I’ve written in the past on multivariate testing, which I believe is one of the most important practices to continuously improve your Web site. Competitors such as Optimost and Offermatica have been joined in recent years by the free Google Website Optimizer, but I recently looked at a newer competitor called SiteSpect, which makes it easier to do multivariate testing than ever.
But, to me, the real excitement is that you can test things that older testing solutions did not allow, because they were not even on your Web site—such as Doubleclick banners—or just too dynamic. Because SiteSpect can swap any content on the screen, you can test absolutely everything on your site.
Here’s an example of what SiteSpect can do with a typical IBM home page:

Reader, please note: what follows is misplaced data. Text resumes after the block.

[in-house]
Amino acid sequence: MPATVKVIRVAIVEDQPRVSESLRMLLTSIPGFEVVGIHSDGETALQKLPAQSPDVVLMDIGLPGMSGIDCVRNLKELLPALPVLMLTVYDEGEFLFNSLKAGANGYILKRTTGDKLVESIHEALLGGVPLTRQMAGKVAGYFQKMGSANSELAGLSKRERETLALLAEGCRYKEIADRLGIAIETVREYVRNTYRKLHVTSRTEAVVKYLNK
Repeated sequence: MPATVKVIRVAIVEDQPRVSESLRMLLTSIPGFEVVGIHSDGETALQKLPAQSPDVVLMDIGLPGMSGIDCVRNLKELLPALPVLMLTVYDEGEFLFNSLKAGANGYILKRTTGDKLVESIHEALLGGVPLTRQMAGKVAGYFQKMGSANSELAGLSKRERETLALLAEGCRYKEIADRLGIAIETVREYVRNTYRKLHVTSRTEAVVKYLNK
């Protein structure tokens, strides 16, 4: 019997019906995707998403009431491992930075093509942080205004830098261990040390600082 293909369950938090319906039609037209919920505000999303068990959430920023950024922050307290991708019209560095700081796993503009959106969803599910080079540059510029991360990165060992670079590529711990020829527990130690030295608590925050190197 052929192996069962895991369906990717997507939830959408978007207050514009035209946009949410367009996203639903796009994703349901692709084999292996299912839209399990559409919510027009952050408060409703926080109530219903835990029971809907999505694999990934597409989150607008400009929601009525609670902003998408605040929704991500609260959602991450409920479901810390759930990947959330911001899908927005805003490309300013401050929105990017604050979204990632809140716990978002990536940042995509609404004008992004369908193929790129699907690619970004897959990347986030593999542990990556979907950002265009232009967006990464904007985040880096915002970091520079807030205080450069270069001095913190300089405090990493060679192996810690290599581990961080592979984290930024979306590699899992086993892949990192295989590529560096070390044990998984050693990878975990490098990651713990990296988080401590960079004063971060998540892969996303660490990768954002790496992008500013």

With a couple of lines of instructions, SiteSpect reversed the layout on the page so the ad is under the navigation, rather than on top:
This magic is made possible by an increasingly popular kind of programming called “regular expressions,” which a Web developer can use to recognize any pattern in data and, in SiteSpect’s case, replace what it finds with what you want. Marketers need to understand the power of this approach, because it means you can run a test a few minutes after you think of it, rather than a week later after the IT team promotes the new code. In the hands of the wrong person, regular expressions can be dangerous in their effects (think: sculpting with a chain saw), but more and more programmers are becoming familiar with this powerful tool.
I’m taking Monday off for the U.S. Memorial Day holiday, but I’ll post the full interview with Overstock’s Seth Moore on Tuesday. In the meantime, think about whether SiteSpect might be the tool that finally makes multivariate testing possible in your organization. Google Website Optimizer made testing free but not all that easy. SiteSpect makes it easy, but not free. One of those will probably be what you need.